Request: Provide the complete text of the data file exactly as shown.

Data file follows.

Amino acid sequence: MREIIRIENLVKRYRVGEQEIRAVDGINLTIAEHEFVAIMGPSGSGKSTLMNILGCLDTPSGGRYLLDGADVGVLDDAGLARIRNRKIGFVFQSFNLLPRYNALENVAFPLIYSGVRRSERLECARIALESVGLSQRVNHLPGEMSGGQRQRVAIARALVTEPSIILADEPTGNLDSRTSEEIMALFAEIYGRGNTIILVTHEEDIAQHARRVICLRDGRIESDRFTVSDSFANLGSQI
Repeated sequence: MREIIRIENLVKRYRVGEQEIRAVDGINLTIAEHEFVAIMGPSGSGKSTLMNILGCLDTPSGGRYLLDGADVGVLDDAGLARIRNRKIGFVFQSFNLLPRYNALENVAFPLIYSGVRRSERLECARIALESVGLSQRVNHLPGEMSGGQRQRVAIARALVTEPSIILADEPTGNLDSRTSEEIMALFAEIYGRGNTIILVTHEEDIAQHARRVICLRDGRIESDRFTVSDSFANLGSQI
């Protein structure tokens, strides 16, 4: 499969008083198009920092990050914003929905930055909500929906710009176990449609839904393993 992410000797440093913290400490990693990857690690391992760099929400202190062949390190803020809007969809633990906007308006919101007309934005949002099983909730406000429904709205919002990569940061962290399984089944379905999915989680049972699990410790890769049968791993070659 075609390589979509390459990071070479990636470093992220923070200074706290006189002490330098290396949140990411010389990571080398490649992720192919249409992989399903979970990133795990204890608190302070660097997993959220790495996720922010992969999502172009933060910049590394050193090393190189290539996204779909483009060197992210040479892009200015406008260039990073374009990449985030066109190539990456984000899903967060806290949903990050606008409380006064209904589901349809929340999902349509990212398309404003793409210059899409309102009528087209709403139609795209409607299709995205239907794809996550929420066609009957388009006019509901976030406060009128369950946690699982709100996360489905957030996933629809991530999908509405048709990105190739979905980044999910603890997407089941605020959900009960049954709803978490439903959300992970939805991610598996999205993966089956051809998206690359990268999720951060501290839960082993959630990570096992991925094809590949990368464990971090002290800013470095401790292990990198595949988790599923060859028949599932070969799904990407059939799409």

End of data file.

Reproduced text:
Amino acid sequence: MREIIRIENLVKRYRVGEQEIRAVDGINLTIAEHEFVAIMGPSGSGKSTLMNILGCLDTPSGGRYLLDGADVGVLDDAGLARIRNRKIGFVFQSFNLLPRYNALENVAFPLIYSGVRRSERLECARIALESVGLSQRVNHLPGEMSGGQRQRVAIARALVTEPSIILADEPTGNLDSRTSEEIMALFAEIYGRGNTIILVTHEEDIAQHARRVICLRDGRIESDRFTVSDSFANLGSQI
Repeated sequence: MREIIRIENLVKRYRVGEQEIRAVDGINLTIAEHEFVAIMGPSGSGKSTLMNILGCLDTPSGGRYLLDGADVGVLDDAGLARIRNRKIGFVFQSFNLLPRYNALENVAFPLIYSGVRRSERLECARIALESVGLSQRVNHLPGEMSGGQRQRVAIARALVTEPSIILADEPTGNLDSRTSEEIMALFAEIYGRGNTIILVTHEEDIAQHARRVICLRDGRIESDRFTVSDSFANLGSQI
């Protein structure tokens, strides 16, 4: 499969008083198009920092990050914003929905930055909500929906710009176990449609839904393993 992410000797440093913290400490990693990857690690391992760099929400202190062949390190803020809007969809633990906007308006919101007309934005949002099983909730406000429904709205919002990569940061962290399984089944379905999915989680049972699990410790890769049968791993070659 075609390589979509390459990071070479990636470093992220923070200074706290006189002490330098290396949140990411010389990571080398490649992720192919249409992989399903979970990133795990204890608190302070660097997993959220790495996720922010992969999502172009933060910049590394050193090393190189290539996204779909483009060197992210040479892009200015406008260039990073374009990449985030066109190539990456984000899903967060806290949903990050606008409380006064209904589901349809929340999902349509990212398309404003793409210059899409309102009528087209709403139609795209409607299709995205239907794809996550929420066609009957388009006019509901976030406060009128369950946690699982709100996360489905957030996933629809991530999908509405048709990105190739979905980044999910603890997407089941605020959900009960049954709803978490439903959300992970939805991610598996999205993966089956051809998206690359990268999720951060501290839960082993959630990570096992991925094809590949990368464990971090002290800013470095401790292990990198595949988790599923060859028949599932070969799904990407059939799409």